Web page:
Orange County Register (California)
The Legislature’s 2002 finale featured a pitched battle over an issue known as ”the persistency factor.” If it sounds boring, it isn’t.
It means that automobile insurers can give discounts to long-term ”persistent” customers, and then get back the difference through surcharges on other customers with spotty coverage histories.
About 22 million people drive cars in California, and at any given time, perhaps 4 million don’t have insurance. By consumers’ estimates, Senate Bill 689 by Sen. Don Perata, D-Oakland, would have added at least $200 a year to the cost of a policy for anyone with gaps in their coverage.
Perata’s bill was sponsored by Mercury Insurance, a major automobile insurer and perennial Capitol power player, and it zipped through the Legislature.
More than a few eyebrows were raised when it was learned that Perata’s campaign donations included $25,000 from Mercury last June, plus another $10,000 in September, two weeks after the bill passed the Assembly 62-11 and the Senate 30-0.
Local lawmakers also got Mercury donations in 2002, including Sens. Ross Johnson, R-Irvine, ($3,000) and Bill Morrow, R-Oceanside, ($2,000), and Assembly members Rudy Bermudez, D-Norwalk, ($2,000); Tom Harman, R-Huntington Beach, ($1,000); John Campbell, R-Irvine, ($1,750); Ken Maddox, R-Costa Mesa, ($1,000); and Lynn Daucher, R-Brea, ($1,000).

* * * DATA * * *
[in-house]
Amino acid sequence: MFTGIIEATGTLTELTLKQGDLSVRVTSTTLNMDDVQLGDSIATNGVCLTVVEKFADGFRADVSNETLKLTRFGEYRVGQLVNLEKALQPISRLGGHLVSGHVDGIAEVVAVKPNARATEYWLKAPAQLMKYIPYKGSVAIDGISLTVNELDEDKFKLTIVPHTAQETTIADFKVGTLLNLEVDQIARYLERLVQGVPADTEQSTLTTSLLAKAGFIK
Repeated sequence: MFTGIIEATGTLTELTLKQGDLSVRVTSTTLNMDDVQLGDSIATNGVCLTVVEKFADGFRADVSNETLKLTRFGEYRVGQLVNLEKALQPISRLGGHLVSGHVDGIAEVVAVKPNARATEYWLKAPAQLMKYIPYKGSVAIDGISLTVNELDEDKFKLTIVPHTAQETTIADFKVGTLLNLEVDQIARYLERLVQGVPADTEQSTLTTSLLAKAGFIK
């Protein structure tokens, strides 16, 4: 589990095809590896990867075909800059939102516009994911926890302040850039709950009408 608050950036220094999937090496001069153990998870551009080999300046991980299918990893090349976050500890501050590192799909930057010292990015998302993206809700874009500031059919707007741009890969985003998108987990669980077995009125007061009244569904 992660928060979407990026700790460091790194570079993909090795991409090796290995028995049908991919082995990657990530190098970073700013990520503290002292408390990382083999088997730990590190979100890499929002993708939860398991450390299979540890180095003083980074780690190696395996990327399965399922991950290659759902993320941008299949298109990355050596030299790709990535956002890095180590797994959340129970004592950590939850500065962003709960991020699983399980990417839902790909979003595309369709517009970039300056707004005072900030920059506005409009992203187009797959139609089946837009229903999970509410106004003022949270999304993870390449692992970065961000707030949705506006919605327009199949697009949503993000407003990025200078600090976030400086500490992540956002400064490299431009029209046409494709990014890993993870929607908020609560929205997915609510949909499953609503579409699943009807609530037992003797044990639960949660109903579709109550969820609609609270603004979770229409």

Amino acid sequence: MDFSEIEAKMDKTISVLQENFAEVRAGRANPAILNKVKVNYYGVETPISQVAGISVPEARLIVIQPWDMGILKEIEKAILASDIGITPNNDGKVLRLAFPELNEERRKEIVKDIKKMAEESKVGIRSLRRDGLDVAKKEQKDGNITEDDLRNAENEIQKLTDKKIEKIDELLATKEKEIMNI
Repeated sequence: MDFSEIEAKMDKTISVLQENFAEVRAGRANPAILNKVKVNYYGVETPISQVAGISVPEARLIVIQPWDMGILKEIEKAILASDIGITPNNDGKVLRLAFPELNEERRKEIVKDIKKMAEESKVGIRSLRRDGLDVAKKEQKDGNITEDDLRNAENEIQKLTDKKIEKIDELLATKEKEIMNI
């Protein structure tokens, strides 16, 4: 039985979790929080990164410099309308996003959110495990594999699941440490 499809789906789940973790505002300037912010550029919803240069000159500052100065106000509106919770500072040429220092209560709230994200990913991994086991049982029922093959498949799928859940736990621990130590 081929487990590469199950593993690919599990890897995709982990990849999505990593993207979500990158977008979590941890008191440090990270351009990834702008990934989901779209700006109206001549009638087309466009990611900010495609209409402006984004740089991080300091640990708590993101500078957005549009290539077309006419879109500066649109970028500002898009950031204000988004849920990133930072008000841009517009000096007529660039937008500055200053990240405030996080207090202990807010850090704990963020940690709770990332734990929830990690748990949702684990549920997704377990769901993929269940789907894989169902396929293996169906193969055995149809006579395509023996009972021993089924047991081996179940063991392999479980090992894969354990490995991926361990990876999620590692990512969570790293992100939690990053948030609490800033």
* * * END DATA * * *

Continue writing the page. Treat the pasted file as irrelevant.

Of the Orange County legislative delegation, all but Sen. Joe Dunn, D-Santa Ana, favored the bill, according to legislative records.
That seemed to be the end of it — until now.
In February, Perata introduced SB841, an obscure bill that dealt with holding companies.
But on April 23, it was gutted and rewritten to resemble SB689. A new wrinkle: Members of the military who were away on duty would be exempt from surcharges.
Backers of Perata’s bill believe loyal customers should get a break and that offering discounts fosters competition and lower rates for all good drivers.
But others, including regulators, are skeptical, and a consumer group is leading the charge against the new bill.
”Insurance is a zero-sum game. If you give somebody a discount, you have to give somebody else a surcharge,” said Doug Heller of the Foundation for Taxpayer and Consumer Rights.
New Insurance Commissioner John Garamendi plans to testify before the Senate Insurance Committee on Perata’s bill when it comes up for it’s first major policy hearing on Wednesday. Among those on the panel are Morrow and Johnson.
Garamendi is expected to oppose it.
Davis, ever cautious, has not taken a position.
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